Cybercrime fears over hi-tech cop job cull
SOCA ruled offside
Rumoured cuts at the UK's Serious Organised Crime Agency (SOCA) will hurt the fight against cybercrime, security experts warn.
Speculation that 400 jobs may go at SOCA (the UK's answer to the FBI) has raised concerns that UK businesses will be placed at greater risk of attack from international cyber-criminals. Encryption experts Safeboot note that coming so soon after the HMRC data loss debacle and days after MI5 warned of heightened industrial espionage against UK businesses from China, any cuts would send all the wrong signals.
SOCA was established in 1 April 2006 following a merger of the National Crime Squad, the National Criminal Intelligence Service, the National Hi-Tech Crime Unit (NHTCU), the investigative arm of HM Revenue & Customs on serious drug trafficking, and the Immigration Service's unit dealing with people trafficking.
Home Office decisions on policing budgets out this week are expected to force the agency to lose between 200 and 400 of its 4,400 staff, The Times reports. Politicians reportedly want the agency to concentrate more on human-trafficking alongside its existing top priorities of fraud and drugs. That leaves the growing problem of cybercrime way down the political agenda.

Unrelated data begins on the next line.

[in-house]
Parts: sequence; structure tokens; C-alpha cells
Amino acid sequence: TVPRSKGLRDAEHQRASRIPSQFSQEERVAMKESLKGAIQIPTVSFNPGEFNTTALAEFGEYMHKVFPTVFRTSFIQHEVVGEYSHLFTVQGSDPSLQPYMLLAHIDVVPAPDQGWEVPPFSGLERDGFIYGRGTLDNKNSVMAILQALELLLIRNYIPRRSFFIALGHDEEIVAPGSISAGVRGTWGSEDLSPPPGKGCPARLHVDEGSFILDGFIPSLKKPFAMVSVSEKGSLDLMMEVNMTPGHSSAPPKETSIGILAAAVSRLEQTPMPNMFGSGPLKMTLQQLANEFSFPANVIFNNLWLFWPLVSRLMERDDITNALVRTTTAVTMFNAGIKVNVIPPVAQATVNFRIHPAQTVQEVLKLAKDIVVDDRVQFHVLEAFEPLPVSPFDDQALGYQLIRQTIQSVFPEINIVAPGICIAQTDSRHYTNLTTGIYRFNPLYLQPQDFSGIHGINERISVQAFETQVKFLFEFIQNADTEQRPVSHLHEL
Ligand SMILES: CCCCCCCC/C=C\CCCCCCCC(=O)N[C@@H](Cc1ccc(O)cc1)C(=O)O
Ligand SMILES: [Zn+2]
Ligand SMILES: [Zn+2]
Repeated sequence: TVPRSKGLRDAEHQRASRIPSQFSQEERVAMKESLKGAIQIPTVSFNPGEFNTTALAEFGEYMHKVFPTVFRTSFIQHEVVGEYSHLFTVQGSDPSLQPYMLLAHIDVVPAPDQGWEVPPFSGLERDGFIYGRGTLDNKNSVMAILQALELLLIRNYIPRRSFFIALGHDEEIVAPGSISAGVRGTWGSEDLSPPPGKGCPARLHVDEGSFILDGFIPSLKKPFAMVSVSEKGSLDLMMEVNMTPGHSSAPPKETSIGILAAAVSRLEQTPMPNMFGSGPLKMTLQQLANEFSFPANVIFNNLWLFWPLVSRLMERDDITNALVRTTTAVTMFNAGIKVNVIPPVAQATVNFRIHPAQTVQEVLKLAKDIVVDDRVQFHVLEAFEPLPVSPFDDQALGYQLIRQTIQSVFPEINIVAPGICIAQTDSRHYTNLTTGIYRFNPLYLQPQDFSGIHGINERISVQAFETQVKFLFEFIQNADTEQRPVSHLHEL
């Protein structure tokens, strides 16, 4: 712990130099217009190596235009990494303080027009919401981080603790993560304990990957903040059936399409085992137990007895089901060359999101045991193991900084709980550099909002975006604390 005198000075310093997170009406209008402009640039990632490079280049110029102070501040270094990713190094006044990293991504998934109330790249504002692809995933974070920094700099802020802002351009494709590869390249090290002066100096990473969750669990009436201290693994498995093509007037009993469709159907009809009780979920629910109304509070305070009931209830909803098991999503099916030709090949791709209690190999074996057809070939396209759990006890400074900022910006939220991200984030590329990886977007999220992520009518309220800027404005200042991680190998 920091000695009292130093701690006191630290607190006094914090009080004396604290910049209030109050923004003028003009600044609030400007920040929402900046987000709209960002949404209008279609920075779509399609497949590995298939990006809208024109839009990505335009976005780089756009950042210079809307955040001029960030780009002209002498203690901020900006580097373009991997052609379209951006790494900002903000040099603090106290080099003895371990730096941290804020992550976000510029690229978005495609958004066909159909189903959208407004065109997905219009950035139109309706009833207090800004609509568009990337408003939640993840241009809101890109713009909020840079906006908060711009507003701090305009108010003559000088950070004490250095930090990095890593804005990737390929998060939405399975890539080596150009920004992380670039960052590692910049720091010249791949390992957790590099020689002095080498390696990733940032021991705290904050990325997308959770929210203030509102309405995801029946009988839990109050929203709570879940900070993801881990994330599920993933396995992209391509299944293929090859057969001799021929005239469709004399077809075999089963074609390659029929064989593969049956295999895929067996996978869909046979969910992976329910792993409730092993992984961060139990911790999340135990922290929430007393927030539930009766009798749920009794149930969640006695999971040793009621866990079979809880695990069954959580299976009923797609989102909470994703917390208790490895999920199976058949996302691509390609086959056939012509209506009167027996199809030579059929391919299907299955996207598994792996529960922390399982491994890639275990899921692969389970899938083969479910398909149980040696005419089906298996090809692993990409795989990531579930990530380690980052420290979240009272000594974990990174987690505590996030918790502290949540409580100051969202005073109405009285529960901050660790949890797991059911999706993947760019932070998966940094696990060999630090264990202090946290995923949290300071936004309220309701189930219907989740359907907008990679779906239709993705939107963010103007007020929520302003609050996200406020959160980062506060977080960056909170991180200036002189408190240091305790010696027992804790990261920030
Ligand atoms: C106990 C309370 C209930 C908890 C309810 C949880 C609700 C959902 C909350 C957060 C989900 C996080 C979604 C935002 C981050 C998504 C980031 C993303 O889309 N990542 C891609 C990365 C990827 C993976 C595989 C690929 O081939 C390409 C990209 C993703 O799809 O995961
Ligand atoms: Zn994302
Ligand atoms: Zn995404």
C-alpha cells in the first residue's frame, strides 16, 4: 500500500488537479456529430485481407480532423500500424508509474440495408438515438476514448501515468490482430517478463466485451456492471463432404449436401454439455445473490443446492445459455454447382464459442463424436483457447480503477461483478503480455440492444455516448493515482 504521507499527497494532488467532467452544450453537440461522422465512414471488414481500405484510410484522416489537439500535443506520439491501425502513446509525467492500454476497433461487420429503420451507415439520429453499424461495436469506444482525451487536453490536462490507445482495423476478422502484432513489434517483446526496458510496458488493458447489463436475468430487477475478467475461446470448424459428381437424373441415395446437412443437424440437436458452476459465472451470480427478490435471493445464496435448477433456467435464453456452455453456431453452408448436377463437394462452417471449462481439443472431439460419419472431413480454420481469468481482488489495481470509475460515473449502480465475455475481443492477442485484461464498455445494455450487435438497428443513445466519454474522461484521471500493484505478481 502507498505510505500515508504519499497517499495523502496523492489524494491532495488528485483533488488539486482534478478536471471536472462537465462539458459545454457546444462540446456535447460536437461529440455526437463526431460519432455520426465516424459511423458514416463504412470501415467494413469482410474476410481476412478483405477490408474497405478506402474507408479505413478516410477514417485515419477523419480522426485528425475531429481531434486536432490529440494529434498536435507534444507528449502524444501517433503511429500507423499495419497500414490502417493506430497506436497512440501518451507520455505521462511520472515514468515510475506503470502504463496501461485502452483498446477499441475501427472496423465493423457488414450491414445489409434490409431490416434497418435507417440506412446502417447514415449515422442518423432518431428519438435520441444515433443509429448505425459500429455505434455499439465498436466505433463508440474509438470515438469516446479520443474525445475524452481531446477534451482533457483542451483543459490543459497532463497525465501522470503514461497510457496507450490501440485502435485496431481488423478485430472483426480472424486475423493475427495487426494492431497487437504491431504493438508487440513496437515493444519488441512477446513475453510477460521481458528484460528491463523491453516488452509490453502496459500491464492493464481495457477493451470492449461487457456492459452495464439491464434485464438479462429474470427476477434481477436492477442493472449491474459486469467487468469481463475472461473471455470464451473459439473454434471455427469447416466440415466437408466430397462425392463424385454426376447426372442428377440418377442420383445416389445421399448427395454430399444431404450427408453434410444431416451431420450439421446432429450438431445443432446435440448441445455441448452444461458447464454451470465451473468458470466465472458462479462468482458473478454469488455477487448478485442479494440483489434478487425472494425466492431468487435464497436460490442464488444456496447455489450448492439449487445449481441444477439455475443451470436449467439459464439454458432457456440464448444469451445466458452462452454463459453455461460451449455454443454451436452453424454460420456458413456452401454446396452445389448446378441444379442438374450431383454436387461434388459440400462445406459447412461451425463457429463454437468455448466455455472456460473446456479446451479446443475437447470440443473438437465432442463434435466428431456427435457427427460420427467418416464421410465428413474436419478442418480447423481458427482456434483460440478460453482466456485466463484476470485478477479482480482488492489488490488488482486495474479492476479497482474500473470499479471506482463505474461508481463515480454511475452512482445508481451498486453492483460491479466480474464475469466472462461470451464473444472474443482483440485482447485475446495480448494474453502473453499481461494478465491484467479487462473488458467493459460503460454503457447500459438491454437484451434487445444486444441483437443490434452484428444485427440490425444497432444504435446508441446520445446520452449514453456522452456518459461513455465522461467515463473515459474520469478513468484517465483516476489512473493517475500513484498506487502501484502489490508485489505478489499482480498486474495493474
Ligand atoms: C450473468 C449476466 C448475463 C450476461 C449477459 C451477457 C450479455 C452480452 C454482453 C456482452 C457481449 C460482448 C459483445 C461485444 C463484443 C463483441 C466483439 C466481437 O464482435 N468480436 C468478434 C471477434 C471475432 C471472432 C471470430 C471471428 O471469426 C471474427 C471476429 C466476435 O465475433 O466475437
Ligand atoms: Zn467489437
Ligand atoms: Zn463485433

A spokesman for SOCA said that while a reduction in headcount had been part of the current year's plan, there had been no announcement of any further cuts. He added that the organisation had been increasing headcount in cybercrime.
Nevertheless, the prospect of streamlining has provoked a backlash from sections of the information security community already critical of the decision to merge the National Hi-Tech Crime Unit (NHTCU), which specialised in combating cybercrime, within an agency with a much larger remit.
Tom de Jongh, product manager at encryption specialist SafeBoot, fears for the future of the UK’s online defences and reckons that unless businesses start to take proactive measures to protect themselves from attack, SOCA’s reduced resources will lead to greater problems.